What if we told you kindness makes you happy? You don’t have to take our word for it. Two studies suggest spending money on others makes us happy, even happier than spending on ourselves!1
Kindness can create a virtuous cycle that promotes lasting happiness and altruism. Kindness is contagious. Once you start doing nice things for others, you might not want to stop. This month we’re focusing on kindness toward ourselves and others to close out the year on a positive note, and to make kindness a healthy habit to carry into the new year.
Happiness is a central desire in our lives. Gratitude is an important human strength that contributes to happiness. One study showed that grateful individuals were especially appreciative of the contribution of others to their happiness.
“Compared with unhappy people, happy people report close and satisfying relationships and feel more gratitude in their lives. Whereas gratitude results when people receive kindness from other people, kindness entails enacting kind behavior toward other people.”2
The same study found that happy people reported higher levels of the three kindness components:
- The motivation to be kind to others
- The recognition of kindness in others, and
- The enactment of kind behavior in one’s daily life.
“Kind people experience more happiness and have happier memories. Simply by counting acts of kindness for one week, people appear to have become happier and more grateful. Happy people are more kind in the first place and they can become even happier, kinder and more grateful following a simple intervention.”2
- The Love Hormone
- Blood Pressure3
Both kindness and gratitude are an important human strength that influences our wellbeing. It’s important to practice these habits frequently, starting with one random act of kindness per week. Then work your way up to one or more random acts of kindness per day. Practice kindness and compassion toward yourself every day. You can’t fill anyone else’s cup unless yours is full. The positive effects of kindness are experienced in the brain of everyone who witnesses the act, improving their mood and making them more likely to extend kindness to others. Build up your compassion muscle by being kind to others and offer care and help.
Tips to Promote Kindness
- Try seeing your world view as open to improvement by the evidence and experience of others.
- Remember to put yourself in other people’s shoes. You never know what others are going through.
- The only person who can affect your mood and thoughts are you! Be introspective and discover your own thoughts and fears that inhibit you from being the kindest possible version of yourself.
- Write a list of preconceived notions you have about interactions with others, and then break them.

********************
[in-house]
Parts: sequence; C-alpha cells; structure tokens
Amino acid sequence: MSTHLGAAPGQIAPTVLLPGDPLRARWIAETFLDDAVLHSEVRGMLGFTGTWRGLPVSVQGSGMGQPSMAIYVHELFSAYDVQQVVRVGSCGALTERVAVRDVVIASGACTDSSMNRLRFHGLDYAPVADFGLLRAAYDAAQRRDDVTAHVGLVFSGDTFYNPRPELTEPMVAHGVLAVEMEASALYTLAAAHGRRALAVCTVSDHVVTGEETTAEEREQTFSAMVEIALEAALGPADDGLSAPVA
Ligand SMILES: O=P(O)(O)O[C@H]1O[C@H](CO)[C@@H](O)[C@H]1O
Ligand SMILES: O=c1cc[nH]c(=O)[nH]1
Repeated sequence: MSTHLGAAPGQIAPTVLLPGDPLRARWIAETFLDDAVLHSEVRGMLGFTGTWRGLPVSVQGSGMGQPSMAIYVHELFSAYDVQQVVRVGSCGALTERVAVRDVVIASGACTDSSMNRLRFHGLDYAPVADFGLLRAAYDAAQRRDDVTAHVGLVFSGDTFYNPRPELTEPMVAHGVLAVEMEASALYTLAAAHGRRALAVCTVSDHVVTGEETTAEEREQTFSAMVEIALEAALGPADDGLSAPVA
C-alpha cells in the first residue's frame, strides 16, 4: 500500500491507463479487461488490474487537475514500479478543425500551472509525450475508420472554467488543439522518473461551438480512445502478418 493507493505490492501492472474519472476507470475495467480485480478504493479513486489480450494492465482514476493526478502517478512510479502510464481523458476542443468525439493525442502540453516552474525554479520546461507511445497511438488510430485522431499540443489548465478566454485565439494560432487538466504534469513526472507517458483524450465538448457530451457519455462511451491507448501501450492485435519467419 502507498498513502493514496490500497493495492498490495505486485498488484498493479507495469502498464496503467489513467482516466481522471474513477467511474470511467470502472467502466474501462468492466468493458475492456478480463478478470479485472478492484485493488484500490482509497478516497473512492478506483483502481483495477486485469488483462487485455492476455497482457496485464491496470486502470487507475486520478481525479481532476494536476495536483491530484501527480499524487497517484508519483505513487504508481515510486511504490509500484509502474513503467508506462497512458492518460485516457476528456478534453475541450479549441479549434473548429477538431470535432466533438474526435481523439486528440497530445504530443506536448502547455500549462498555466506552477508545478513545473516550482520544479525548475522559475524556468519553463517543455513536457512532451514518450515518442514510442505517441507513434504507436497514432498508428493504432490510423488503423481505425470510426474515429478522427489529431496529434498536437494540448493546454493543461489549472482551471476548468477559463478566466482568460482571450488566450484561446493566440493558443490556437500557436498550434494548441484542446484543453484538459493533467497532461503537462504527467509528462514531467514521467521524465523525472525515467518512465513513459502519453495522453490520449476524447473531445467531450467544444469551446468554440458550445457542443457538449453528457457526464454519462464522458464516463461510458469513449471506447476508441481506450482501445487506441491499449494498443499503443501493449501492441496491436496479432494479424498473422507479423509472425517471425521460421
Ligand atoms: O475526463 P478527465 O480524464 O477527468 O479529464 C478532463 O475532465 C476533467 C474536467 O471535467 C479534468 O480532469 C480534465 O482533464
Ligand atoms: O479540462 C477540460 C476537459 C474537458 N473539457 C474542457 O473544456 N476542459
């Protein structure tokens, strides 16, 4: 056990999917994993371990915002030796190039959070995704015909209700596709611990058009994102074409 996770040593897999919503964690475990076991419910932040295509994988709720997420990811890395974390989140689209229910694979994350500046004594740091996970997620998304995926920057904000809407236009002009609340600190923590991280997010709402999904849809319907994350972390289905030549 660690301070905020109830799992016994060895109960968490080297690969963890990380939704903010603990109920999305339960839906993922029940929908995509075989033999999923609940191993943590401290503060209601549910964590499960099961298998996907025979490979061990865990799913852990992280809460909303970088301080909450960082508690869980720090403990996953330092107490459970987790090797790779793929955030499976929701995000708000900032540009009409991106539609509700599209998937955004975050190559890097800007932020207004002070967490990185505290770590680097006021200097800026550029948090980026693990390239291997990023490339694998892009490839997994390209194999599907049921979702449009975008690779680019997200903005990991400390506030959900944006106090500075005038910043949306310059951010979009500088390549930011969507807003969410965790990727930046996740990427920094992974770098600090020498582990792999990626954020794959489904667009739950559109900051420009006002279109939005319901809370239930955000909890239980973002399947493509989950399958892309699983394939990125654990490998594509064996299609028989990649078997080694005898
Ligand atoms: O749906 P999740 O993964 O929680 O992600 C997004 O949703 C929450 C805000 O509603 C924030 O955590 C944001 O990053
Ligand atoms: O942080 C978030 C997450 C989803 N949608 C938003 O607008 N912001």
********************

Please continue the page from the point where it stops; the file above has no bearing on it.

- Often, we can mask our insecurities by judging and projecting negative thoughts on others. Try to catch yourself thinking a negative thought, and say “STOP” to redirect yourself to a positive thought.
- Realize that you have to first help yourself before you can help others.
- Mistakes are okay. Track what you consider to be mistakes, and how you learn from them in your journal.
- Reflect on past experiences during the week, and how you made decisions every day.
- Choose being kind over being right and you’ll be right every time.
- Just about everything is smoother with a smile.
- Though being kind to our friends and loved ones may come easily, a true test of your kindness is attempting to resolve problems with people scorned or ones you’ve been scorned by in your past.
- Your words can influence those around you. Remember that the mouth should have three gatekeepers. Is it true? It is kind? And it is necessary?
Pay It Forward
When someone does a good deed for you, instead of paying them back, “pay it forward” by doing a good deed for someone else. Below are a few ways you can pay it forward.
- Give a genuine compliment to someone.
- Perform random acts of kindness (Hold doors open for people, volunteer, share food, etc.)
- Become a mentor or tutor to a person in need. We all have skills, so share yours with those who need it!
- Leave post-it notes with encouraging messages in random places (in library books, on car door/windshields, in public places, etc.).
- Write a positive Yelp! or Google Review for a business you like.
- Offer to stay late and help clean up at your friend’s party.
- Visit family members you haven’t seen in a while.
- When driving, let someone merge into your lane.
- Drive a friend to the airport.
- Do two things to protect and preserve the environment for generations to come.
To cultivate positive emotions, try a Loving-Kindness Meditation. Try this free meditation from UCLA Health website (available in English and Spanish).
- Visit: http://marc.ucla.edu/mindful-meditations
- To listen to the meditation, click “Play” button next to Loving Kindness Meditation (9 minutes)
- To download the meditation, right click on “Play” button and then click “Save Link As”
- Greater Good Science Center at UC Berkeley: https://greatergood.berkeley.edu/article/item/kindness_makes_you_happy_and_happiness_makes_you_kind
- U.S. National Library of Medicine (NIH): https://www.ncbi.nlm.nih.gov/pmc/articles/PMC1820947/
- Random Acts of Kindness Foundation: https://www.randomactsofkindness.org/the-science-of-kindness